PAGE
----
Google's (NASDAQ:GOOG) TV white space spectrum database system won approval for operation from the FCC over the summer, and now the company is encouraging developers and businesses to take advantage of it and the unlicensed airwaves it catalogues.
Since the summer, Google said "early testers have provided feedback and insights on future innovations. Testers included GE Industrial Communications, which used the database to explore how it could enable new communication options for its Industrial Internet products," according to Google's Alan Norman, who is the principal for access strategy at the company. Writing in a company blog post, Norman said that helping to manage white space spectrum--vacant frequencies that sit between TV broadcast channels--is part of Google's strategy to "further encourage dynamic spectrum sharing and the wireless innovation that it supports."
"Now, we're launching a developer API for the database that enables general exploration for any user, as well as a commercial account option for device manufacturers," he wrote. "The commercial account allows equipment makers to register their devices with our database in order to operate on available TV white space."
Google said Adaptrum, a Silicon Valley-based company focused on white space spectrum, is the first device manufacturer to be certified to use its spectrum database. Adaptrum is using the tool to provide public Wi-Fi on the campus of West Virginia University.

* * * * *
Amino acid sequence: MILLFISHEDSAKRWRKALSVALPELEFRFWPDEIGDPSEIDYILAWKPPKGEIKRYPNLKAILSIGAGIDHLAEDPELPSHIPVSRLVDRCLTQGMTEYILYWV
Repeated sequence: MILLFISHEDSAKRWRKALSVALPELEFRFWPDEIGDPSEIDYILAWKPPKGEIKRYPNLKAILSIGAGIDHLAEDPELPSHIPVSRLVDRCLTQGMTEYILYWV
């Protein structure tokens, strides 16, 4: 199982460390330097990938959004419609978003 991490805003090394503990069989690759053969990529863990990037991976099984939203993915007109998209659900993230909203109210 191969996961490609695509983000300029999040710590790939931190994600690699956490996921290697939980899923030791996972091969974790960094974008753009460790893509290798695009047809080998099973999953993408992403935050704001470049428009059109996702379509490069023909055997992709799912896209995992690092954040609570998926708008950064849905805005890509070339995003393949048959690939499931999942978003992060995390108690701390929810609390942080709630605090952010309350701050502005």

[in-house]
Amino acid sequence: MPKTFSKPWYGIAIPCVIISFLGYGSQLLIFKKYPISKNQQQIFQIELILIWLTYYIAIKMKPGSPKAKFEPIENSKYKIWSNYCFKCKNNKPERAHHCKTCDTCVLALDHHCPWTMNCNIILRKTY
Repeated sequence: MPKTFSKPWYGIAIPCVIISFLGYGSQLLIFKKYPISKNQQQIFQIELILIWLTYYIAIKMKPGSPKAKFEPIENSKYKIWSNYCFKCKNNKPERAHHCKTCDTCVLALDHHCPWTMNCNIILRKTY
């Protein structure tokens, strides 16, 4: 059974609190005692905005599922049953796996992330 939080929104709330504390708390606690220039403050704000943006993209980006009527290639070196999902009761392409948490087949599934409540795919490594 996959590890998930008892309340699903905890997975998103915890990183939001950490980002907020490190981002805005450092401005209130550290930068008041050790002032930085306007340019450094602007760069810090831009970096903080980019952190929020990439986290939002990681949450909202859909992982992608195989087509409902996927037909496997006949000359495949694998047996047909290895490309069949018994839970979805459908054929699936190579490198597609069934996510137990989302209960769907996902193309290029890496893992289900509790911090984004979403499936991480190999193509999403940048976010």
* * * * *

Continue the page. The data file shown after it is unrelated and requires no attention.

"The white space network, which is managed by Air.U co-founder Declaration Networks, uses Adaptrum's equipment integrated with our Spectrum Database," Norman wrote. "The collaboration shows how dynamic spectrum sharing can help deliver broadband coverage and capacity to more rural areas."
White space supporters such as Google contend the unlicensed spectrum is suitable for bringing cost-effective broadband service to rural and remote areas in the United States and around the world. The FCC has authorized use of five spectrum blocks for TVWS operations: 54 to 60 MHz, TV channel 2; 76 to 88 MHz, TV channels 5 and 6; 174 to 216 MHz, TV channels 7 to 13; 470 to 608 MHz, TV channels 14 to 36; and 614 to 698 MHz, TV channels 38 to 51.
Database systems such as Google's, which provides a list of available TV white space channels, are necessary to support unlicensed radio devices transmitting in the spectrum bands used by broadcast television. In order to avoid creating interference, TV band devices must contact an authorized database system to obtain a list of channels that are available at their individual locations and operate only on those channels.
Google is not the only corporate backer of white space. Microsoft (NASDAQ:MSFT) has embarked on a global strategy to develop and promote TV white space technology as well as spread the news about the benefits of liberalized spectrum policies in conjunction with the use of dynamic spectrum-sharing technologies. Microsoft has involved itself in lots of initiatives to bring Internet connectivity to the unconnected and underserved, and has coordinated or participated in white space spectrum trials in places as diverse as Kenya, South Africa, Tanzania and the United Kingdom.
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